We’ve recently welcomed two new additions to our Advisory Board – Nicole Forsgren and John Willis joining Gene Kim and Gary Gruver as Electric Cloud’s strategic advisors.
As we set to work with each of the advisors, we also took the opportunity to pick their brains about all-things-DevOps. We’re excited to share the tips and insights from these DevOps luminaries in the second installment of this short Q&A series – this time with Gary Gruver!
DevOps Q&A With Gary Gruver
Gary Gruver is an experienced executive with a proven track record of transforming software development and delivery processes in large organizations, first as the R&D director of the HP LaserJet firmware group that completely transformed how they developed embedded firmware and then as VP of QA, Release, and Operations at Macy’s.com where he led the journey toward continuous delivery. He now consults with large organizations and runs workshops to help them transform their software development and delivery processes. He is the co-author of "Leading the Transformation: Applying Agile and DevOps Principles at Scale," "A Practical Approach to Large-Scale Agile Development: How HP Transformed LaserJet FutureSmart Firmware," and the recent "Starting and Scaling DevOps in the Enterprise."
Q: In your experience, what is the biggest challenge for adopting and scaling DevOps in the enterprise?
Getting executives to engage in the process, commit capacity to improvements, and helping to coordinate the improvements across teams.
Q: If you could leave us with just three takeaways for large-scale DevOps – what do you think we simply MUST know when we set off on this journey?
- The approaches you take to coordinating the work across teams to enable them to release code on a more frequent basis while maintaining all aspects of quality (DevOps) differ depending on the size of the team. If a small group can independently develop, qualify, and release code like a unicorn you can use one approach. If, on the other hand, the enterprise has a highly coupled architecture that requires large groups of people to coordinate the development, qualification, and release of their code, then you need to consider different approaches. It is important to understand which type of challenge you have before you decide how to implement your transformation.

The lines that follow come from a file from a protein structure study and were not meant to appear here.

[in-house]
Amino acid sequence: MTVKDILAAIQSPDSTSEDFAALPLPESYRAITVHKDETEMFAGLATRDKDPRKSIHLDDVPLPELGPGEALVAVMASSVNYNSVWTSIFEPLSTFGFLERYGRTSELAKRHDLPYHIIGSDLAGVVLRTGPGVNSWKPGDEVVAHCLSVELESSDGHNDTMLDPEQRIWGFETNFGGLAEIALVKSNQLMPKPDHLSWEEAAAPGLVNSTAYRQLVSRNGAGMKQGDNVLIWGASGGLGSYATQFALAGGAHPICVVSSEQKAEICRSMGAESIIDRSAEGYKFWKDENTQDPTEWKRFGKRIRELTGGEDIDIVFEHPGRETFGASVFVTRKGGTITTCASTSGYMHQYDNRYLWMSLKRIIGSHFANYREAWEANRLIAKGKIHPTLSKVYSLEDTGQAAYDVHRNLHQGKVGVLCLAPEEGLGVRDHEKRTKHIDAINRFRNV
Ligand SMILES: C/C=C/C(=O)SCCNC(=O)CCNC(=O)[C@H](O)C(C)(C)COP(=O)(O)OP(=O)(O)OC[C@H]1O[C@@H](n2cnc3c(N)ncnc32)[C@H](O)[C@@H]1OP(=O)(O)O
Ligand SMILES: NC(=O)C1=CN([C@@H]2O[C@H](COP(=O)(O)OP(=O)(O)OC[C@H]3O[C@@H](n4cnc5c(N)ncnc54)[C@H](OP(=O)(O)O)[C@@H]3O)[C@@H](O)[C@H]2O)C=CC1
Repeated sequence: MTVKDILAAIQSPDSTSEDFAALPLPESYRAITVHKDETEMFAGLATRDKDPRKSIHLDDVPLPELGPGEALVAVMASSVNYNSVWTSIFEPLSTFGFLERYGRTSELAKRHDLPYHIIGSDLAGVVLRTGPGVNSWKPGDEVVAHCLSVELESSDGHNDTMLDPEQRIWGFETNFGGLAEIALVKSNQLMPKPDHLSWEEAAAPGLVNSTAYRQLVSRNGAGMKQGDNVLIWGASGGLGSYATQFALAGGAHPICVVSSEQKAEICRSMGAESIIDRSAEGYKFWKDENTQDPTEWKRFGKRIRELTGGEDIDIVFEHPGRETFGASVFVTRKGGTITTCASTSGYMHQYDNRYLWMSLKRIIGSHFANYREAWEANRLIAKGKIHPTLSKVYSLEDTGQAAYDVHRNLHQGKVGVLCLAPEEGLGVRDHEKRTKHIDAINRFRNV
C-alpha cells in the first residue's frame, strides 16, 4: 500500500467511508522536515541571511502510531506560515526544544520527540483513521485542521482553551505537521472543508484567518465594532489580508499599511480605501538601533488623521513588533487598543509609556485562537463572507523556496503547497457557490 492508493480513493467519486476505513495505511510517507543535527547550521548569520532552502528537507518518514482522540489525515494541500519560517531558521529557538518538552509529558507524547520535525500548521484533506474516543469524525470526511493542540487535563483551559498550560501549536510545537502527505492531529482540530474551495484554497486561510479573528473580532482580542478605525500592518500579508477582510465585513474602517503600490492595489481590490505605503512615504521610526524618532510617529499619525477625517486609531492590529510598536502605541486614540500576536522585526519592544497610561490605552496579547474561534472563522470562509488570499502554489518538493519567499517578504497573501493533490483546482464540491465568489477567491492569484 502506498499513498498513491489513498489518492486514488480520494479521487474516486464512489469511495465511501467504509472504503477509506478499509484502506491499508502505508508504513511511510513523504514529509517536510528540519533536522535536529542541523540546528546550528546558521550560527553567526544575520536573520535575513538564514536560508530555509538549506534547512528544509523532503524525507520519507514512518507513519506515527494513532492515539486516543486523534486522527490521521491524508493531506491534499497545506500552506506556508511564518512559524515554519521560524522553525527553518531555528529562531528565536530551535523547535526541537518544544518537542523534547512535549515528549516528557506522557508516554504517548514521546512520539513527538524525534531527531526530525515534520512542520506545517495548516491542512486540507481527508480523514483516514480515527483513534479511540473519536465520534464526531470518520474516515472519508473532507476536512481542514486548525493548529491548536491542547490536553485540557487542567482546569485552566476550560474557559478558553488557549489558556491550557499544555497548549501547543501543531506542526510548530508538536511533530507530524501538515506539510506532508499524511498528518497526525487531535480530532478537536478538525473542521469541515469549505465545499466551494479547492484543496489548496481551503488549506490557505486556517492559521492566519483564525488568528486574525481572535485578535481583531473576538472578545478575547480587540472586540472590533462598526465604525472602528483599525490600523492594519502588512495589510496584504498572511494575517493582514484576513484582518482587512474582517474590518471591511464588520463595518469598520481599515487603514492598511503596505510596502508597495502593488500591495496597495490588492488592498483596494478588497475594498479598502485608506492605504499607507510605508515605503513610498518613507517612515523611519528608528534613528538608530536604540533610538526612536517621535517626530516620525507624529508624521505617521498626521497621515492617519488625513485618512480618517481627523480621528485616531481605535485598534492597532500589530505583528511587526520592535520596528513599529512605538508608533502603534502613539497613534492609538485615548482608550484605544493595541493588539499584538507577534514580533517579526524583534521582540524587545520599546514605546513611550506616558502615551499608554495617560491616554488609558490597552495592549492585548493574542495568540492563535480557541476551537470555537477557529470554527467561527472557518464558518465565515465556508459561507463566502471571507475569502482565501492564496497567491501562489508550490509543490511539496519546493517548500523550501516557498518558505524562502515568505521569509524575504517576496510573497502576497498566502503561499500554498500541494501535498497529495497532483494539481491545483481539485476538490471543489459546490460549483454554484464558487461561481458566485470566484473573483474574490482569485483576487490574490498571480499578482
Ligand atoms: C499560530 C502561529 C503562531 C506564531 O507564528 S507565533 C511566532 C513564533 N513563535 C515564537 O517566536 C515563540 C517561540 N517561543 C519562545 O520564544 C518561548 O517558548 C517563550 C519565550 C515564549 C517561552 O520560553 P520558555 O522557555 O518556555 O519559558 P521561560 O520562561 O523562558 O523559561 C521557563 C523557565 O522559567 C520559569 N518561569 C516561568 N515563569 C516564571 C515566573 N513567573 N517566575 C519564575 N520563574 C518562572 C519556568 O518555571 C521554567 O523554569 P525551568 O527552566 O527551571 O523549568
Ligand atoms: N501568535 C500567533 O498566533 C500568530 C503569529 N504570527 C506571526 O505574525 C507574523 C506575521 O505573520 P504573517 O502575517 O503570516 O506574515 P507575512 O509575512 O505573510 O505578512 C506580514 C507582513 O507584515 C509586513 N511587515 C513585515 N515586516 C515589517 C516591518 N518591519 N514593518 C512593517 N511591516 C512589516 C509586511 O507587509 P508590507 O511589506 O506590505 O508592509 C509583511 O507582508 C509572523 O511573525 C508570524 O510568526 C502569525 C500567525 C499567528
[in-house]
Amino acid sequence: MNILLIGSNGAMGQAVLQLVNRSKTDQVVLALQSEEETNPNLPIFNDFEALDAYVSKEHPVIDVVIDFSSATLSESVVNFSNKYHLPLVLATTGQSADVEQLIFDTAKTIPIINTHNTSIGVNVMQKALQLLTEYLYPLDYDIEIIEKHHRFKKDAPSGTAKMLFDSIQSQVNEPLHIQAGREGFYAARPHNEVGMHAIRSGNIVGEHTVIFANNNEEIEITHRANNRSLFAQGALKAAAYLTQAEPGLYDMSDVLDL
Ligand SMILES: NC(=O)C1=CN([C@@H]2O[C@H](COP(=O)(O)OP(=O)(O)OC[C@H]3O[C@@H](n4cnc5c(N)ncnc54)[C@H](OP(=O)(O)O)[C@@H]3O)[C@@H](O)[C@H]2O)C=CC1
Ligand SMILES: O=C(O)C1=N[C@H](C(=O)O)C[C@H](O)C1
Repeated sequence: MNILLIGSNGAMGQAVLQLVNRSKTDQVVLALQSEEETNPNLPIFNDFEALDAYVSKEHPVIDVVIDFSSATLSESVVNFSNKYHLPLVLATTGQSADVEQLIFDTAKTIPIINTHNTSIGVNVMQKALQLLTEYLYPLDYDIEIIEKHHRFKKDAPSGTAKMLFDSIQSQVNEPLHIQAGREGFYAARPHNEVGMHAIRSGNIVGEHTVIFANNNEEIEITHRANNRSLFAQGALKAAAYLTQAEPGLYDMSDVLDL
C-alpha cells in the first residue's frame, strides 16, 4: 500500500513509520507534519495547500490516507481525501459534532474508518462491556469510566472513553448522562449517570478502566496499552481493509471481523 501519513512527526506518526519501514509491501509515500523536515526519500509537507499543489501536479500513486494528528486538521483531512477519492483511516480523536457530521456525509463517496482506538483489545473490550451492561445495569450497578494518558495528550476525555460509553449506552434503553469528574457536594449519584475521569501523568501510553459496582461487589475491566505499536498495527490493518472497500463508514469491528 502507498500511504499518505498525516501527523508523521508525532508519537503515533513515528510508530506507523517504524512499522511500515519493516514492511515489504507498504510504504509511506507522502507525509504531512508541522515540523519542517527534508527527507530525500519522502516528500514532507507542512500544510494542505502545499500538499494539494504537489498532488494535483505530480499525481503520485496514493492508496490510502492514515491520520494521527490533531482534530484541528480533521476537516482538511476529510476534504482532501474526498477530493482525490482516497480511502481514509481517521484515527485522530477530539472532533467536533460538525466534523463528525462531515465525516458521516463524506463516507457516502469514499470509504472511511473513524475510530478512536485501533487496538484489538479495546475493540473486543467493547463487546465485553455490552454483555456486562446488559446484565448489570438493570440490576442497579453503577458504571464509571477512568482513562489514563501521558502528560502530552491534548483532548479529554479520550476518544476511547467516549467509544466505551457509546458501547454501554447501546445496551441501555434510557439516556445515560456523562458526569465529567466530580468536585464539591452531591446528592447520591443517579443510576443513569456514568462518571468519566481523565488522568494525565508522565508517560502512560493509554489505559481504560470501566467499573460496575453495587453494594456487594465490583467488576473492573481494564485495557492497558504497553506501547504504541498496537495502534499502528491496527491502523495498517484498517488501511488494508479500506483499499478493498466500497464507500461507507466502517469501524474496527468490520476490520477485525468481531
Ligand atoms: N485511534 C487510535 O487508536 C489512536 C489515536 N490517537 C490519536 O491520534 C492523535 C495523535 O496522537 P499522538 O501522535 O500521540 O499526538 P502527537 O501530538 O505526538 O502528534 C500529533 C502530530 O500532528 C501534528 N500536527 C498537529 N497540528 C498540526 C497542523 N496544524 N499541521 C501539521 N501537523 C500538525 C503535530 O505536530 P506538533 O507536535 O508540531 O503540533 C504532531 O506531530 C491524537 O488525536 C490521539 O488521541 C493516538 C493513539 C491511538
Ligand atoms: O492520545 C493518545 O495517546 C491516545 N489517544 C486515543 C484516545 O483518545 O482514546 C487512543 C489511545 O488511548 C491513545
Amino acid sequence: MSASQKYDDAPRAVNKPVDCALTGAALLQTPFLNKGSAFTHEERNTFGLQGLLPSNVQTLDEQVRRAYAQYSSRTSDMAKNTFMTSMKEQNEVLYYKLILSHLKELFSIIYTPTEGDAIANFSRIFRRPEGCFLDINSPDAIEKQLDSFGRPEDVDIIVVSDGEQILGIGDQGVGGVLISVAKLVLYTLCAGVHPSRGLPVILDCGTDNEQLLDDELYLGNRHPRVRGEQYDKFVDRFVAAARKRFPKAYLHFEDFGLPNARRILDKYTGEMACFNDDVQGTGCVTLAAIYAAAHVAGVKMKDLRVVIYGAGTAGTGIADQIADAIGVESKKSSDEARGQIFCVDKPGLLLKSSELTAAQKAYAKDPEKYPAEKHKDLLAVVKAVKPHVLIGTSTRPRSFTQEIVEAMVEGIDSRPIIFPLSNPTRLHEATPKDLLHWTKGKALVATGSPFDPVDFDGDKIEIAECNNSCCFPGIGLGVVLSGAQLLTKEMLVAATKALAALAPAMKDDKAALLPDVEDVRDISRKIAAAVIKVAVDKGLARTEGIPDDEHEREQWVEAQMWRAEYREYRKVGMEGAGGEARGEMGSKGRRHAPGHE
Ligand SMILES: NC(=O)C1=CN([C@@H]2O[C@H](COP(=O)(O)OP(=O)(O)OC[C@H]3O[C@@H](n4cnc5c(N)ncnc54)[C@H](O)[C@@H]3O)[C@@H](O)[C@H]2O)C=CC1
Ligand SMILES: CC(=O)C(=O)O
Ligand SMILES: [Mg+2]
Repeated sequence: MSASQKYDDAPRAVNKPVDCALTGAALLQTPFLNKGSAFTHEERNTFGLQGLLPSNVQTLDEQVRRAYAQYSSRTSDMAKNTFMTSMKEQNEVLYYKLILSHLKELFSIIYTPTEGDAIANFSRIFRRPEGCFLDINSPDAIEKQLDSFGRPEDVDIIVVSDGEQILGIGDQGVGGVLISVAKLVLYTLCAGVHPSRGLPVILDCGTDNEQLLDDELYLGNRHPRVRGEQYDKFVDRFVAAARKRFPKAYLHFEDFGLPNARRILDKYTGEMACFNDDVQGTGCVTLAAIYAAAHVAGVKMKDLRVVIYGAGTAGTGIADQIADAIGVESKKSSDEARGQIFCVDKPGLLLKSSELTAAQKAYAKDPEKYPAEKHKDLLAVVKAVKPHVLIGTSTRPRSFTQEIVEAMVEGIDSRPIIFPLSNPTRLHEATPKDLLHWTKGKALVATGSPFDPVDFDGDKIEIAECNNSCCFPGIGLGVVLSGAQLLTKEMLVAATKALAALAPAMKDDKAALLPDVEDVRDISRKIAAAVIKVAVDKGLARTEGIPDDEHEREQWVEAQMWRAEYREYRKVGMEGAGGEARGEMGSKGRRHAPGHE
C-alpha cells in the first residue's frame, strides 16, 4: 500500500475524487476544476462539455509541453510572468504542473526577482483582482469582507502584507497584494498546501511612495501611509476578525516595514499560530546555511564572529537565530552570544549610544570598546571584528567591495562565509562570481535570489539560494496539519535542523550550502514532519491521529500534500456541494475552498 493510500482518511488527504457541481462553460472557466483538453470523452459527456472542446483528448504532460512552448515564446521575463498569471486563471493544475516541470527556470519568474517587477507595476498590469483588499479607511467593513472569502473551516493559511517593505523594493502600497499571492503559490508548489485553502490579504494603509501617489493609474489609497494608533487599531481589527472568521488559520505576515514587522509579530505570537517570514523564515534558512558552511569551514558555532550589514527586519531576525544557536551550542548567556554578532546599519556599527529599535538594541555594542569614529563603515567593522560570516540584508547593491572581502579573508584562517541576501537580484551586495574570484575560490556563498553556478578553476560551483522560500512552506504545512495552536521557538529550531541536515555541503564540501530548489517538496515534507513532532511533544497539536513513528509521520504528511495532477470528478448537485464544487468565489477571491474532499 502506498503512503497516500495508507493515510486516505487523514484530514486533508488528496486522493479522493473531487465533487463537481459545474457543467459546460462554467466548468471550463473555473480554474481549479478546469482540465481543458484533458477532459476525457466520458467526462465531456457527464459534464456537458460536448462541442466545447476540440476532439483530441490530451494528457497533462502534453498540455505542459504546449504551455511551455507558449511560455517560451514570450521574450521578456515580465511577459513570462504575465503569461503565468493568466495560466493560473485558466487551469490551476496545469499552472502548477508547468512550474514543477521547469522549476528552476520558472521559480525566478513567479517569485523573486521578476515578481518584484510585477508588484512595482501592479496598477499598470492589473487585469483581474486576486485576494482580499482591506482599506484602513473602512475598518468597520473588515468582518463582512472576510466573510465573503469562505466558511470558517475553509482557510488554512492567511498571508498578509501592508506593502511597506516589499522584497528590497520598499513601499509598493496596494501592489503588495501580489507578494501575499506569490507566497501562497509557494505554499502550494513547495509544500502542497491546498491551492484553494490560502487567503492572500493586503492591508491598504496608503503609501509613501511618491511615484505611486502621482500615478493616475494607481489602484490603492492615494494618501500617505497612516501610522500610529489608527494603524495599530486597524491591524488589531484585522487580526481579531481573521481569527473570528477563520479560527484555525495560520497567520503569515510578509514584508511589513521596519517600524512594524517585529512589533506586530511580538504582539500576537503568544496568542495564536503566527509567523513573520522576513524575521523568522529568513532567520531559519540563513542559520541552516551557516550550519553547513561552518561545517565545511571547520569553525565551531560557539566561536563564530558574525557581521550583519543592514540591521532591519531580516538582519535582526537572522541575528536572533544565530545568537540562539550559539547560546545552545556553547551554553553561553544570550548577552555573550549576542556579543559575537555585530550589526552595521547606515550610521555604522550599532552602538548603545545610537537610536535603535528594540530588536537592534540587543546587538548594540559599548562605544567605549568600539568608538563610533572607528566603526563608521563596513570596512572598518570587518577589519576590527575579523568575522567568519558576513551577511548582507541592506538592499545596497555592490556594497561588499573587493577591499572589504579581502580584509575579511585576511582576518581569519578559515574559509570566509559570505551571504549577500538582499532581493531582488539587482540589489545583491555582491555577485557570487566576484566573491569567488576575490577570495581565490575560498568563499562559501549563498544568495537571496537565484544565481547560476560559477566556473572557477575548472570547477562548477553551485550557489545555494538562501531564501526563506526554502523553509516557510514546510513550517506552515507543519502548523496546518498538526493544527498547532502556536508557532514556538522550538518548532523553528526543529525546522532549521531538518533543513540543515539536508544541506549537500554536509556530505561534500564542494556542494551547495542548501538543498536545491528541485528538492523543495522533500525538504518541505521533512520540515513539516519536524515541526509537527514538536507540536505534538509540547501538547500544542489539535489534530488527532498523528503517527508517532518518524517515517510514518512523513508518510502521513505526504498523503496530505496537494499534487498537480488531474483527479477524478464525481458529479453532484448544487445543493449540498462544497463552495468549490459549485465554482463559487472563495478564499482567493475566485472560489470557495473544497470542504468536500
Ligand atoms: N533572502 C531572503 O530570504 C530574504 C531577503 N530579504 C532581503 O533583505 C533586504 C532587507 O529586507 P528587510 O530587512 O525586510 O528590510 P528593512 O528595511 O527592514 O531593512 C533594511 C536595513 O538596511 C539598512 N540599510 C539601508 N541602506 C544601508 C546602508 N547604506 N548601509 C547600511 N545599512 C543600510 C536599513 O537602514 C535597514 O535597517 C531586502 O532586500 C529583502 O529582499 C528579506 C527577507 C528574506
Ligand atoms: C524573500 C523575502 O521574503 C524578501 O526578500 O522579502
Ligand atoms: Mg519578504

- Get the leaders to engage and work with the teams to develop the plan. This transformation will require a lot of organizational change management and commitment of capacity to sharpening the saw. If the leaders have their “fingerprints” all over the plan, they will help drive the changes that are required to make it successful.
- Start with your business objectives. What about your software development and delivery processes are not currently meeting the needs of the business? Then focus on the DevOps improvements that will help most in addressing these business challenges – because if your transformation does not start delivering business value it is at risk of losing momentum.
Q: What emerging DevOps technologies or patterns are you most excited by now, and why?
Containers. They make setting up deployment pipelines much easier which enables you to get to the change management challenges sooner.
Q: What IT Ops skills are most important for the future?
Automation plus moving monitoring and testing for operational concerns further up the deployment pipeline and closer to the developers (“shift left”).